“19th Century Pattern Books in wide use…”
The coffee table book, Plantation Heritage by Kenneth F. and Blanche Marsh, 1962 attempted for the first time to attribute houses to individual antebellum contractors in the upcountry sections of S.C. The slightest mention of an individual often stimulated extensive searches for documentation that they would have never dreamed of having assisted in securing. Their publication has impacted numerous works to help unravel the story of 19th century construction. This mention on page 45, “the Blair house was designed by Mr. Heffner, a Dutch architect” fostered research into the Hafner Group and the family’s work in both York and Chester counties. See more of this house at: Sam Blair’s Plantation.
Linking the antebellum contractor, and their subsequent use of pattern book designs is also a very important and highly rewarding aspect of Roots and Recall’s mission. For years, visitors to fine house museums have inadvertently assumed these antebellum structures were built by the individual owner or their slaves. That did seem to be the popular belief some fifty years ago and has been romanticized by well meaning docents all across the southern U.S. Several years ago while touring a home in lowcountry, S.C., an elderly docent proudly proclaimed, “this home was constructed by the skilled artisans owned by their master.” Funny thing was, the individual living in the house was a long-term renter, not a slave owner! The myths continue even though there is ample evident to show that it was skilled individuals, not slaves who did most of the work. That is not to preclude dozens of very skilled, free and enslaved, artisans who also constructed houses professionally. They, however, were the exception and not the rule.
Tracking the use of and adherence to pattern books by local artisans and contractors is somewhat difficult because artisans seemed to enjoy picking from numerous design books and combining elements that were pleasing to themselves and their clients. It was not much different than picking modern designs from websites or Southern Living magazines and replicating elements of numerous pages. Chip and Joanna Gaines would have been quiet at home!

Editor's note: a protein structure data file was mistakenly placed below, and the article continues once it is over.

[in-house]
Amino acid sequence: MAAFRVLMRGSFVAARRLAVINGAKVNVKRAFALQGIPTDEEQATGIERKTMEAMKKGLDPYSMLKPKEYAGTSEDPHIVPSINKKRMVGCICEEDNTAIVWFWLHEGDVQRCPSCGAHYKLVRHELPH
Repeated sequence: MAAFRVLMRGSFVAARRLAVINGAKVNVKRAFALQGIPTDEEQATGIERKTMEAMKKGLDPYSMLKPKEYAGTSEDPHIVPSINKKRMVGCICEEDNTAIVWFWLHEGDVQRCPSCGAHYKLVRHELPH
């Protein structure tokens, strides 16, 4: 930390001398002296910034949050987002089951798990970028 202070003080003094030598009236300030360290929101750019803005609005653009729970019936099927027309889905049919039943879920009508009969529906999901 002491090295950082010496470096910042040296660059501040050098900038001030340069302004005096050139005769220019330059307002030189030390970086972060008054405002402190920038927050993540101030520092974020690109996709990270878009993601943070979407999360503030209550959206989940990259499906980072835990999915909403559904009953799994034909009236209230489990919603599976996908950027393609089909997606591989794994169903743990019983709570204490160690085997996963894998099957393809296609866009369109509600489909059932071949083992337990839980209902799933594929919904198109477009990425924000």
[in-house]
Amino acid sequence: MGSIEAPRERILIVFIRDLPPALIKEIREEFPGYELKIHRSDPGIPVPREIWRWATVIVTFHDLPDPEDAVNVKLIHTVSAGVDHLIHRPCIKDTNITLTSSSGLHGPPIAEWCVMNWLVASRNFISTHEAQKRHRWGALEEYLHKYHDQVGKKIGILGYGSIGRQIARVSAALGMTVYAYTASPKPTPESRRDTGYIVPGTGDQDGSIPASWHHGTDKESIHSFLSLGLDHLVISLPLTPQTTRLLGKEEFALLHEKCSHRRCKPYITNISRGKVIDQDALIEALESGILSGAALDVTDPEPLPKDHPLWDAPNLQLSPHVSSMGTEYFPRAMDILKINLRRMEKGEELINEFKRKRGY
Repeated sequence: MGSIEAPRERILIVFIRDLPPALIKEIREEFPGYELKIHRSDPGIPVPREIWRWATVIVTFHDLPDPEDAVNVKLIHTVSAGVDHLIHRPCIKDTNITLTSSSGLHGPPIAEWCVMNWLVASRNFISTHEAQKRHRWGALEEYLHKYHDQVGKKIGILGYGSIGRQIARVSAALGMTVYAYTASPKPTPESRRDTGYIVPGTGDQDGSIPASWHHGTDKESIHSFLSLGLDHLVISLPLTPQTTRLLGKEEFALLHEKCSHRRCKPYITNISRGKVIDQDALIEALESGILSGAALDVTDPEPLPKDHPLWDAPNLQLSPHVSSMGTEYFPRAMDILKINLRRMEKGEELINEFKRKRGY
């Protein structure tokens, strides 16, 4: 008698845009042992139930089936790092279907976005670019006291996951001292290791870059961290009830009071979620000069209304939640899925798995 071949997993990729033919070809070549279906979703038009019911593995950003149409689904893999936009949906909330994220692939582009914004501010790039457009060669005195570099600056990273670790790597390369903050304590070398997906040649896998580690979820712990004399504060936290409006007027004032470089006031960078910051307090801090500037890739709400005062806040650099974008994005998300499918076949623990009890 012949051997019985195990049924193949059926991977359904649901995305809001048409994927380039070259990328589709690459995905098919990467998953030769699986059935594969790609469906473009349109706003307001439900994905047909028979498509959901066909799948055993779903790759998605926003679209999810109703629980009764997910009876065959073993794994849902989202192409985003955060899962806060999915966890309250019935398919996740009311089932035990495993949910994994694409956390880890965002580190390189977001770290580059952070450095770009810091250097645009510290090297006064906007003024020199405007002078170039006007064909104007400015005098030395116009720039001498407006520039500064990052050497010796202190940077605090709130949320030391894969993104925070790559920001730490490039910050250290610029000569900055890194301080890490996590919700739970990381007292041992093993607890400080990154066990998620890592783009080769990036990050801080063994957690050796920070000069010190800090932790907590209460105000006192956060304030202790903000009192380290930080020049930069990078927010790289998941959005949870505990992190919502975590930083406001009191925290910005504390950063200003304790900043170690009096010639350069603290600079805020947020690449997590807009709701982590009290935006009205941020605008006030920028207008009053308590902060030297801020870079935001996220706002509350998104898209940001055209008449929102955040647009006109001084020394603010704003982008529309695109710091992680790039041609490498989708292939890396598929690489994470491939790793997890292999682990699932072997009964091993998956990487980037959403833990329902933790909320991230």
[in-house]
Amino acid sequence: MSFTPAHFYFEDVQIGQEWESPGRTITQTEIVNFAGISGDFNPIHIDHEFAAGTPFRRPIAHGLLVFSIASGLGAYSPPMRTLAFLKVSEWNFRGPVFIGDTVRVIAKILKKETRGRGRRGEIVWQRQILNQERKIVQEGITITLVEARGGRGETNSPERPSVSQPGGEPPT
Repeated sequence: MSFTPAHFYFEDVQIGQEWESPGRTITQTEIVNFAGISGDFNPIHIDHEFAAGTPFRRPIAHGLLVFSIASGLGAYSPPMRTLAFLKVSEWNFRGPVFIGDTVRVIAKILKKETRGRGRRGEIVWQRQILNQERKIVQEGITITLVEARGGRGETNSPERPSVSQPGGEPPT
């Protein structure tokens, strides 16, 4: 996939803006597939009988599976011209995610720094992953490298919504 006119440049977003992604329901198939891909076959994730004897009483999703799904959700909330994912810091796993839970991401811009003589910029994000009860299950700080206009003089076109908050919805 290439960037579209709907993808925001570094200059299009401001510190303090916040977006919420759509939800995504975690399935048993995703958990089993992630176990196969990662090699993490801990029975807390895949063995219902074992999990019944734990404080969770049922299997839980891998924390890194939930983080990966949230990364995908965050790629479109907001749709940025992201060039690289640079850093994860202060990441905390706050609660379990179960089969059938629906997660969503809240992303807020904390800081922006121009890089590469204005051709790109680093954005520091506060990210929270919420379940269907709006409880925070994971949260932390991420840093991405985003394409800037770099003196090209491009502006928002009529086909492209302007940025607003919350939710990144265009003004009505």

Roots and Recall has provided members an abbreviated list of artisans, The SC Artisans Database. This list consists of some 16,000 recorded artisans from across S.C., who worked prior to 1870. It lists carpenters, brick layers, stone cutters, blacksmiths, brick makers, mechanics, contractors, carvers, and dozens of other professions related to the construction industry. Unfortunately, only a handful of these individuals can be married to a specific structure, or for that matter, the pattern book from which their designs were chosen. We hope you can assist in furnishing additional insights!
Four frequently used 19th century architects and their pattern books included: Asher Benjamin, A.J. Downing, Samuel Sloan, and Wm. H. Ranlett. R&R’s blog for the following several weeks will showcase examples of their work in S.C. as well as those of artisan groups that worked as family units building some of the region’s finest architecture. We will feature the work of several artisans including: #1 – The Hafner Group, #2 – Isenhower Family Group, and #3 – Yorkville’s Threesome.
Enjoy learning a little each week about how contractors, pattern books and clients worked together to shape some of the region’s most interesting structures. And don’t forget, R&R wants to hear what you can contribute to the conversation!
R&R Note: You have certainly noticed the requirement to login and become a member to enjoy Roots and Recall. It is interesting in that older folks have found it threatening, younger users have no qualms. The R&R experience remains free and will remain so, providing information on some 33,000 sites across S.C. Opportunities for sharing data with R&R and our linking pages remains a priority as does working with volunteers. A number of members have volunteered to help in taking photography and much more. We appreciate these sentiments and want to work closely with you. So, don’t wait for R&R to call, just go to work in your own communities and send in your flash-drives with images and information. We will download it and return your flash-drives allowing you to collect even more, thanks for those of you who already are making this a habit!